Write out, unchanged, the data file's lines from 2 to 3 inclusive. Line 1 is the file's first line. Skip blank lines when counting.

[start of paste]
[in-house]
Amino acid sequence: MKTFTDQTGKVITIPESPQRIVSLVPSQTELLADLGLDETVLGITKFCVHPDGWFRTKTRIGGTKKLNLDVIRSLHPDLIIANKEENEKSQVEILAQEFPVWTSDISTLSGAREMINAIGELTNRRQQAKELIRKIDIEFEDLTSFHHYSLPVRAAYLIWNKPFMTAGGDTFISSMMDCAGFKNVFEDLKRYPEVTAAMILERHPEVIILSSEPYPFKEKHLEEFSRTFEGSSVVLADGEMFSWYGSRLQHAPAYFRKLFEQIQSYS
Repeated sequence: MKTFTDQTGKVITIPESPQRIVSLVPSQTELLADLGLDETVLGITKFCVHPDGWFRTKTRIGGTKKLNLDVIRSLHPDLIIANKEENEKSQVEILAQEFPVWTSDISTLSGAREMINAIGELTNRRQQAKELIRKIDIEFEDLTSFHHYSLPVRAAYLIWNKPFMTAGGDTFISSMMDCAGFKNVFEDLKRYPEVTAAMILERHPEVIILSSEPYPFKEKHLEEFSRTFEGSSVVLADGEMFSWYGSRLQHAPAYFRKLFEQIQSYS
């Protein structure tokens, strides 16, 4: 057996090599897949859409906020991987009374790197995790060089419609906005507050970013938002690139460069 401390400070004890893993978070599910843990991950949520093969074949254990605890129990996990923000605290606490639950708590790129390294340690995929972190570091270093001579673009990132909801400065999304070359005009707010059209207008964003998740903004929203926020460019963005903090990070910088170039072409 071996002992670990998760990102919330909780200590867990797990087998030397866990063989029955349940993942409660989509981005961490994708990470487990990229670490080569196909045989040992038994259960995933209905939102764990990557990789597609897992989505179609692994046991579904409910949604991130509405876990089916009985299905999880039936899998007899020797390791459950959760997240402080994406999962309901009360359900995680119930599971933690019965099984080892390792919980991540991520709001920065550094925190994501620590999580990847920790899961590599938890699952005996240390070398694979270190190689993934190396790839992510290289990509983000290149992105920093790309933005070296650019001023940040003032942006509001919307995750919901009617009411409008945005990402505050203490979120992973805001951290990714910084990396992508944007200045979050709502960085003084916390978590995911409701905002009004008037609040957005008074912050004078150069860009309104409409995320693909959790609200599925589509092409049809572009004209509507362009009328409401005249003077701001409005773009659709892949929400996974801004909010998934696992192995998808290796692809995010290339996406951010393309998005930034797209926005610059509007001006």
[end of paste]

Amino acid sequence: MKTFTDQTGKVITIPESPQRIVSLVPSQTELLADLGLDETVLGITKFCVHPDGWFRTKTRIGGTKKLNLDVIRSLHPDLIIANKEENEKSQVEILAQEFPVWTSDISTLSGAREMINAIGELTNRRQQAKELIRKIDIEFEDLTSFHHYSLPVRAAYLIWNKPFMTAGGDTFISSMMDCAGFKNVFEDLKRYPEVTAAMILERHPEVIILSSEPYPFKEKHLEEFSRTFEGSSVVLADGEMFSWYGSRLQHAPAYFRKLFEQIQSYS
Repeated sequence: MKTFTDQTGKVITIPESPQRIVSLVPSQTELLADLGLDETVLGITKFCVHPDGWFRTKTRIGGTKKLNLDVIRSLHPDLIIANKEENEKSQVEILAQEFPVWTSDISTLSGAREMINAIGELTNRRQQAKELIRKIDIEFEDLTSFHHYSLPVRAAYLIWNKPFMTAGGDTFISSMMDCAGFKNVFEDLKRYPEVTAAMILERHPEVIILSSEPYPFKEKHLEEFSRTFEGSSVVLADGEMFSWYGSRLQHAPAYFRKLFEQIQSYS